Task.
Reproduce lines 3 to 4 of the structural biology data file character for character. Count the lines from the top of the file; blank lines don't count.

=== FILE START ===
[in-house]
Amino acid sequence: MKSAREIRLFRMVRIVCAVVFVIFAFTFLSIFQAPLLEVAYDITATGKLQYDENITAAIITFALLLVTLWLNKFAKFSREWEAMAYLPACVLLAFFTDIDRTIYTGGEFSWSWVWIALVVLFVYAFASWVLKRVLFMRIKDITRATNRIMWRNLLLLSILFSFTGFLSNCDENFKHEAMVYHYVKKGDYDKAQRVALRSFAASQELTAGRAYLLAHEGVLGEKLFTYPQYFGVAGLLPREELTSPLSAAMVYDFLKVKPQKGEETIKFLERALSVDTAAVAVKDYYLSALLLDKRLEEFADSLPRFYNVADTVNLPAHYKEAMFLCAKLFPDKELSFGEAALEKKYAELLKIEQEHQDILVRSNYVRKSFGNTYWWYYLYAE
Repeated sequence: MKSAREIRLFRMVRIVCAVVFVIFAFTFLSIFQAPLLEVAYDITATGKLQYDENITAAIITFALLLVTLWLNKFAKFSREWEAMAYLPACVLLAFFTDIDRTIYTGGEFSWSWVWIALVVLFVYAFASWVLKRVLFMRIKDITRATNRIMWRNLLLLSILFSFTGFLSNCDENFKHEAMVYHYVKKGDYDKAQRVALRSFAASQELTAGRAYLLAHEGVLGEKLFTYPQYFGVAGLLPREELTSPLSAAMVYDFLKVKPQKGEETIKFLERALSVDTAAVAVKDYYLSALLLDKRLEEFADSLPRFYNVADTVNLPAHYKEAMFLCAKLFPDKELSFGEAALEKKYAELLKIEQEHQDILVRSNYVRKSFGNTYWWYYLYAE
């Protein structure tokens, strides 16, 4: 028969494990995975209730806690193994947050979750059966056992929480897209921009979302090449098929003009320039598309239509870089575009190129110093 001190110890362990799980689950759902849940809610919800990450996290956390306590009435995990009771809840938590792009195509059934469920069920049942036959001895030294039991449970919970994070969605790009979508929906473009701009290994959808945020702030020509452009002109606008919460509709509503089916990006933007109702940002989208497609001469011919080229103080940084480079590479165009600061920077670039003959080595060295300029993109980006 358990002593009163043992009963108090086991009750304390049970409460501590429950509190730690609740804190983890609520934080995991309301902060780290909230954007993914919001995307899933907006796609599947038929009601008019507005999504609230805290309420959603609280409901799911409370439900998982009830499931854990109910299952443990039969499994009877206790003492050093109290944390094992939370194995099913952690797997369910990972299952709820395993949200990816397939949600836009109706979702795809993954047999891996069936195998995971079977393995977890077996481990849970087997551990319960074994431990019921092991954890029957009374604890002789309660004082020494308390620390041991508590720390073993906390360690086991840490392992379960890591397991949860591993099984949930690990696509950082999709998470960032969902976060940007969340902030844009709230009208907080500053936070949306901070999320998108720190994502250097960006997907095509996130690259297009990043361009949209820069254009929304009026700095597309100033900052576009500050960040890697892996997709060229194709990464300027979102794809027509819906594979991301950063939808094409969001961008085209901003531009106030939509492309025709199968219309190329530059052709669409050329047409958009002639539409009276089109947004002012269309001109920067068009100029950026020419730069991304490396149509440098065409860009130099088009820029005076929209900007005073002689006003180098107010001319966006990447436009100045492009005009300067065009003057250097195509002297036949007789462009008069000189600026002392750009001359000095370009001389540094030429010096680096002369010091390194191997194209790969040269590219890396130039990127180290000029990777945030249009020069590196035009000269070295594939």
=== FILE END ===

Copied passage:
Repeated sequence: MKSAREIRLFRMVRIVCAVVFVIFAFTFLSIFQAPLLEVAYDITATGKLQYDENITAAIITFALLLVTLWLNKFAKFSREWEAMAYLPACVLLAFFTDIDRTIYTGGEFSWSWVWIALVVLFVYAFASWVLKRVLFMRIKDITRATNRIMWRNLLLLSILFSFTGFLSNCDENFKHEAMVYHYVKKGDYDKAQRVALRSFAASQELTAGRAYLLAHEGVLGEKLFTYPQYFGVAGLLPREELTSPLSAAMVYDFLKVKPQKGEETIKFLERALSVDTAAVAVKDYYLSALLLDKRLEEFADSLPRFYNVADTVNLPAHYKEAMFLCAKLFPDKELSFGEAALEKKYAELLKIEQEHQDILVRSNYVRKSFGNTYWWYYLYAE
């Protein structure tokens, strides 16, 4: 028969494990995975209730806690193994947050979750059966056992929480897209921009979302090449098929003009320039598309239509870089575009190129110093 001190110890362990799980689950759902849940809610919800990450996290956390306590009435995990009771809840938590792009195509059934469920069920049942036959001895030294039991449970919970994070969605790009979508929906473009701009290994959808945020702030020509452009002109606008919460509709509503089916990006933007109702940002989208497609001469011919080229103080940084480079590479165009600061920077670039003959080595060295300029993109980006 358990002593009163043992009963108090086991009750304390049970409460501590429950509190730690609740804190983890609520934080995991309301902060780290909230954007993914919001995307899933907006796609599947038929009601008019507005999504609230805290309420959603609280409901799911409370439900998982009830499931854990109910299952443990039969499994009877206790003492050093109290944390094992939370194995099913952690797997369910990972299952709820395993949200990816397939949600836009109706979702795809993954047999891996069936195998995971079977393995977890077996481990849970087997551990319960074994431990019921092991954890029957009374604890002789309660004082020494308390620390041991508590720390073993906390360690086991840490392992379960890591397991949860591993099984949930690990696509950082999709998470960032969902976060940007969340902030844009709230009208907080500053936070949306901070999320998108720190994502250097960006997907095509996130690259297009990043361009949209820069254009929304009026700095597309100033900052576009500050960040890697892996997709060229194709990464300027979102794809027509819906594979991301950063939808094409969001961008085209901003531009106030939509492309025709199968219309190329530059052709669409050329047409958009002639539409009276089109947004002012269309001109920067068009100029950026020419730069991304490396149509440098065409860009130099088009820029005076929209900007005073002689006003180098107010001319966006990447436009100045492009005009300067065009003057250097195509002297036949007789462009008069000189600026002392750009001359000095370009001389540094030429010096680096002369010091390194191997194209790969040269590219890396130039990127180290000029990777945030249009020069590196035009000269070295594939």